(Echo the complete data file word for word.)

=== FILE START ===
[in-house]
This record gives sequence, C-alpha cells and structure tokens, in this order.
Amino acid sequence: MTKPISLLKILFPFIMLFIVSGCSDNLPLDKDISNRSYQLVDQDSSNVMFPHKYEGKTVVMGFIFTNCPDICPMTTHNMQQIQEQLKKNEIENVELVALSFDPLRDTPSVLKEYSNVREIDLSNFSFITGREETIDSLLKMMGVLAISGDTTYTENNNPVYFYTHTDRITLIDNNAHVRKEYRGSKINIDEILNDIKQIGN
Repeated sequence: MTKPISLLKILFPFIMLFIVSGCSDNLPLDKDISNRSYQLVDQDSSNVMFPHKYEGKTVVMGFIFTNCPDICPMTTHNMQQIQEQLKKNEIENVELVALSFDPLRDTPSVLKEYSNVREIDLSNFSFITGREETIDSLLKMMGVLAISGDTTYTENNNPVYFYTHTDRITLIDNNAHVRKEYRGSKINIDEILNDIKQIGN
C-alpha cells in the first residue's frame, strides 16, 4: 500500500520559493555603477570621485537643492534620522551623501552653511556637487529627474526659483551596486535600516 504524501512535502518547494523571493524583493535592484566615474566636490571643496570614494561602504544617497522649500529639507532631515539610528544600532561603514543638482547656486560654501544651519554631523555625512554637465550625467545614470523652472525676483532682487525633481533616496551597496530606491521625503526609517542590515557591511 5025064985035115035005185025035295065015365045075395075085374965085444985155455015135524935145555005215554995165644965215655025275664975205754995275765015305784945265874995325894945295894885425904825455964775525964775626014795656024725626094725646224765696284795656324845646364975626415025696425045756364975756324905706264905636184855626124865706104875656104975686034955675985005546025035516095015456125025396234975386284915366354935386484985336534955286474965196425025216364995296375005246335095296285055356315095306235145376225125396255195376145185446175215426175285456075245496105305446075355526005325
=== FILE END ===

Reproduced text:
[in-house]
This record gives sequence, C-alpha cells and structure tokens, in this order.
Amino acid sequence: MTKPISLLKILFPFIMLFIVSGCSDNLPLDKDISNRSYQLVDQDSSNVMFPHKYEGKTVVMGFIFTNCPDICPMTTHNMQQIQEQLKKNEIENVELVALSFDPLRDTPSVLKEYSNVREIDLSNFSFITGREETIDSLLKMMGVLAISGDTTYTENNNPVYFYTHTDRITLIDNNAHVRKEYRGSKINIDEILNDIKQIGN
Repeated sequence: MTKPISLLKILFPFIMLFIVSGCSDNLPLDKDISNRSYQLVDQDSSNVMFPHKYEGKTVVMGFIFTNCPDICPMTTHNMQQIQEQLKKNEIENVELVALSFDPLRDTPSVLKEYSNVREIDLSNFSFITGREETIDSLLKMMGVLAISGDTTYTENNNPVYFYTHTDRITLIDNNAHVRKEYRGSKINIDEILNDIKQIGN
C-alpha cells in the first residue's frame, strides 16, 4: 500500500520559493555603477570621485537643492534620522551623501552653511556637487529627474526659483551596486535600516 504524501512535502518547494523571493524583493535592484566615474566636490571643496570614494561602504544617497522649500529639507532631515539610528544600532561603514543638482547656486560654501544651519554631523555625512554637465550625467545614470523652472525676483532682487525633481533616496551597496530606491521625503526609517542590515557591511 5025064985035115035005185025035295065015365045075395075085374965085444985155455015135524935145555005215554995165644965215655025275664975205754995275765015305784945265874995325894945295894885425904825455964775525964775626014795656024725626094725646224765696284795656324845646364975626415025696425045756364975756324905706264905636184855626124865706104875656104975686034955675985005546025035516095015456125025396234975386284915366354935386484985336534955286474965196425025216364995296375005246335095296285055356315095306235145376225125396255195376145185446175215426175285456075245496105305446075355526005325